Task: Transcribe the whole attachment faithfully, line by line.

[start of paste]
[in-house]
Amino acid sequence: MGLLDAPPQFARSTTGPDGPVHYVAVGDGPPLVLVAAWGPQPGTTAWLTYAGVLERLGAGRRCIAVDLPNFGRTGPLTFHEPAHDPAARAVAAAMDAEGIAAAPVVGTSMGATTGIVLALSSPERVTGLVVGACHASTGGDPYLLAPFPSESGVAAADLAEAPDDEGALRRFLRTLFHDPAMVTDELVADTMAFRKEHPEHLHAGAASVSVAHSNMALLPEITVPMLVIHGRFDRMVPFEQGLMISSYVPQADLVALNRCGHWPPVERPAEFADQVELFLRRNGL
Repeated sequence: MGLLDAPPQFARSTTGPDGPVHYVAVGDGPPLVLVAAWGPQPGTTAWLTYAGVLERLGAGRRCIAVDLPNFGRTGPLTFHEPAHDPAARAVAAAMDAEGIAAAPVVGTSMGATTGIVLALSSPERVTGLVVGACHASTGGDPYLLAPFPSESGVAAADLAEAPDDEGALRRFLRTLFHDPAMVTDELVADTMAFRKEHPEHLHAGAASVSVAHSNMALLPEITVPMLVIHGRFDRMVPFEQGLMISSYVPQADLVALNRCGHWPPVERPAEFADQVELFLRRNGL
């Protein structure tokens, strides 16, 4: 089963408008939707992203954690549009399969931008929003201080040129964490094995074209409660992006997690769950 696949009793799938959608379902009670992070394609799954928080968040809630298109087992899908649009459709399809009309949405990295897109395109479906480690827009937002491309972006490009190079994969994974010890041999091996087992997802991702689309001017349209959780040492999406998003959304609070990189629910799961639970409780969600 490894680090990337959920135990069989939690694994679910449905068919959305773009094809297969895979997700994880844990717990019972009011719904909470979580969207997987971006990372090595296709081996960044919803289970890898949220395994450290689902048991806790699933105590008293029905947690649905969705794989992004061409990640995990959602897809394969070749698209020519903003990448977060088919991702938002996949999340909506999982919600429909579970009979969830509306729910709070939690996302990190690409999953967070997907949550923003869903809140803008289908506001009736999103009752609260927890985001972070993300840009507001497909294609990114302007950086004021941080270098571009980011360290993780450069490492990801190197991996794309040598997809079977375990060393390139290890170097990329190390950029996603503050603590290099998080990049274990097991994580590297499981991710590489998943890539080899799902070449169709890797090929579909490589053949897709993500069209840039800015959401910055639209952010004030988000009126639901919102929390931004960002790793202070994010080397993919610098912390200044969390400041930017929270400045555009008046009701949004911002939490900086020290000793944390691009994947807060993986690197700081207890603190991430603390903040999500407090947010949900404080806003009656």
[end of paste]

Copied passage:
[in-house]
Amino acid sequence: MGLLDAPPQFARSTTGPDGPVHYVAVGDGPPLVLVAAWGPQPGTTAWLTYAGVLERLGAGRRCIAVDLPNFGRTGPLTFHEPAHDPAARAVAAAMDAEGIAAAPVVGTSMGATTGIVLALSSPERVTGLVVGACHASTGGDPYLLAPFPSESGVAAADLAEAPDDEGALRRFLRTLFHDPAMVTDELVADTMAFRKEHPEHLHAGAASVSVAHSNMALLPEITVPMLVIHGRFDRMVPFEQGLMISSYVPQADLVALNRCGHWPPVERPAEFADQVELFLRRNGL
Repeated sequence: MGLLDAPPQFARSTTGPDGPVHYVAVGDGPPLVLVAAWGPQPGTTAWLTYAGVLERLGAGRRCIAVDLPNFGRTGPLTFHEPAHDPAARAVAAAMDAEGIAAAPVVGTSMGATTGIVLALSSPERVTGLVVGACHASTGGDPYLLAPFPSESGVAAADLAEAPDDEGALRRFLRTLFHDPAMVTDELVADTMAFRKEHPEHLHAGAASVSVAHSNMALLPEITVPMLVIHGRFDRMVPFEQGLMISSYVPQADLVALNRCGHWPPVERPAEFADQVELFLRRNGL
């Protein structure tokens, strides 16, 4: 089963408008939707992203954690549009399969931008929003201080040129964490094995074209409660992006997690769950 696949009793799938959608379902009670992070394609799954928080968040809630298109087992899908649009459709399809009309949405990295897109395109479906480690827009937002491309972006490009190079994969994974010890041999091996087992997802991702689309001017349209959780040492999406998003959304609070990189629910799961639970409780969600 490894680090990337959920135990069989939690694994679910449905068919959305773009094809297969895979997700994880844990717990019972009011719904909470979580969207997987971006990372090595296709081996960044919803289970890898949220395994450290689902048991806790699933105590008293029905947690649905969705794989992004061409990640995990959602897809394969070749698209020519903003990448977060088919991702938002996949999340909506999982919600429909579970009979969830509306729910709070939690996302990190690409999953967070997907949550923003869903809140803008289908506001009736999103009752609260927890985001972070993300840009507001497909294609990114302007950086004021941080270098571009980011360290993780450069490492990801190197991996794309040598997809079977375990060393390139290890170097990329190390950029996603503050603590290099998080990049274990097991994580590297499981991710590489998943890539080899799902070449169709890797090929579909490589053949897709993500069209840039800015959401910055639209952010004030988000009126639901919102929390931004960002790793202070994010080397993919610098912390200044969390400041930017929270400045555009008046009701949004911002939490900086020290000793944390691009994947807060993986690197700081207890603190991430603390903040999500407090947010949900404080806003009656």